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Aquatic Exercise Benefits Patients with Chronic Low Back Pain

What's one exercise that can reduce pain, improve balance and coordination, while supporting your body weight and giving you a warm, fuzzy feeling all over? How does aquatic therapy in a pool of 90-degree water sound?

Water-based exercise has many potential advantages over land-based exercise programs. The warmth and buoyancy combined with elimination of gravity eases joint pain and improves range-of-motion. And because the water gives resistance to movement, you can vary how much or how little resistance by standing in shallow versus deeper water and/or by moving slower or faster through the water.

To use one of today's more common expressions, What's not to like? But here's the real question researchers in physical medicine and rehabilitation are asking: is aquatic exercise more effective than land-based exercise? And in this study, that question is posed with a specific patient population in mind: those who suffer from chronic low back pain.

Two groups of patients with chronic low back pain without leg pain were compared. One group participated in a pool-based exercise program. They met five days a week for a month in a swimming pool heated to about 90-degrees Fahrenheit. Each session lasted one hour and consisted of 15-minutes of warm-up exercises, 40 minutes of aquatic exercises, and a five-minute cool-down period. All exercises were done in the water.

The second group was given instructions by a physical therapist on exercises to do at home. Written instructions were also provided. The program was designed to take approximately one-hour and included a warm-up period followed by stretching and strengthening exercises. There was an aerobic component (jogging and running) and cool-down exercises. Everyone in the home-based land exercise program received an encouraging/supportive phone call once a week.

Before starting the exercise treatment, everyone had a basic spine X-ray taken, routine lab work done, and a physical exam by a physician. Spinal mobility, pain level/intensity, disability, and quality of life were also measured and recorded. Everyone was asked to stop taking antiinflammatory or other pain relieving medications for one week before starting the exercise programs.

In order to compare the groups, evaluations were also performed twice after treatment. The first assessment took place at the end of the four-week exercise program. The second evaluation was done eight weeks later (a total of 12 weeks after treatment ended). They looked at the details of pain (at rest, with movement, at night) and used two well-known research tools (Oswestry Low Back Disability Questionnaire, Short-Form 36 Health Survey) to assess function and disability.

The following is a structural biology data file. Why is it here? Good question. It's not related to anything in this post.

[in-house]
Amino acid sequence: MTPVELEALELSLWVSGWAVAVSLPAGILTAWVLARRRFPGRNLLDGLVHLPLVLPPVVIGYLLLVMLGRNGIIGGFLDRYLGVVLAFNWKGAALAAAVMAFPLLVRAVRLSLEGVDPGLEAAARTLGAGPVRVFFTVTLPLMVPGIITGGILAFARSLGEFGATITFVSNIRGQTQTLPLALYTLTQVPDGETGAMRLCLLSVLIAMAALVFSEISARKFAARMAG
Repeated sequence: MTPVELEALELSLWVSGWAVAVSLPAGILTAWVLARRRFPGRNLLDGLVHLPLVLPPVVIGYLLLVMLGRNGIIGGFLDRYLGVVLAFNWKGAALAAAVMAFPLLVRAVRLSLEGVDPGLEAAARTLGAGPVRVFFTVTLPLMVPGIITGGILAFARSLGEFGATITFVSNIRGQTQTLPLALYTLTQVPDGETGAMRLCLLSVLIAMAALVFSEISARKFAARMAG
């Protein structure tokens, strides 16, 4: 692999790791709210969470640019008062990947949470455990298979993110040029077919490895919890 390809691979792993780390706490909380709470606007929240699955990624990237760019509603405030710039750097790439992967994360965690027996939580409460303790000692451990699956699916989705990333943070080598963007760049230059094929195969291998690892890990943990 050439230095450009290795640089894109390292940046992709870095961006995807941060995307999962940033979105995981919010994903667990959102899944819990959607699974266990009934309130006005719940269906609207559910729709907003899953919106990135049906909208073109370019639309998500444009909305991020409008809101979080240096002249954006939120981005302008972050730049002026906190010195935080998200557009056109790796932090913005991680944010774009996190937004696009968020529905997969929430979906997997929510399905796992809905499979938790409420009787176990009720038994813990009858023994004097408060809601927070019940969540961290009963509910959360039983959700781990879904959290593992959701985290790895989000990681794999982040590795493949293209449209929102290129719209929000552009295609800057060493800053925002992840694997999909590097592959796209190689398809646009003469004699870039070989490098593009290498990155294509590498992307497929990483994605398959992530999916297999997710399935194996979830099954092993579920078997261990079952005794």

Patients in the groups were very similar in their characteristics (age, sex, duration of symptoms). Everyone had normal results on their blood tests. There was significant improvement after treatment in both groups. This was true at the end of four weeks and again at the end of three months. However, statistical analysis showed that the patients in the aquatic exercise group did much better than the land-based exercise group.

Although aquatic-exercise requires supervision of a physical therapist, the added benefits over an independent home-based program may be well-worth it. More study is needed to determine the optimal level of intensity and type of aquatic program for patients with chronic low back pain. This study involved a fairly intense program. The results support the use of a daily program for a medium-length of time.

When aquatic therapy is not available, a land-based home program can work well. Results may be better than usual because of the follow-up phone calls. But phone calls don't assure patient compliance or good technique in doing the exercises. And it's not clear yet if one type of exercise is better than another when treating chronic low back pain.

The optimal approach may be to start patients out in a water-based exercise program and then progress them to a home-based land program. This might get the best of both approaches and make it possible for people who couldn't exercise otherwise to get started. Aquatic therapy makes it possible to reduce joint loading while still getting an aerobic workout. What's not to like?


Umit Dundar, MD, et al. Clinical Effectiveness of Aquatic Exercise to Treat Chronic Low Back Pain. In Spine. June 15, 2009. Vol. 34. No. 14. Pp. 1436-1440.

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*Disclaimer:* The information contained herein is compiled from a variety of sources. It may not be complete or timely. It does not cover all diseases, physical conditions, ailments or treatments. The information should NOT be used in place of visit with your healthcare provider, nor should you disregard the advice of your health care provider because of any information you read in this topic.
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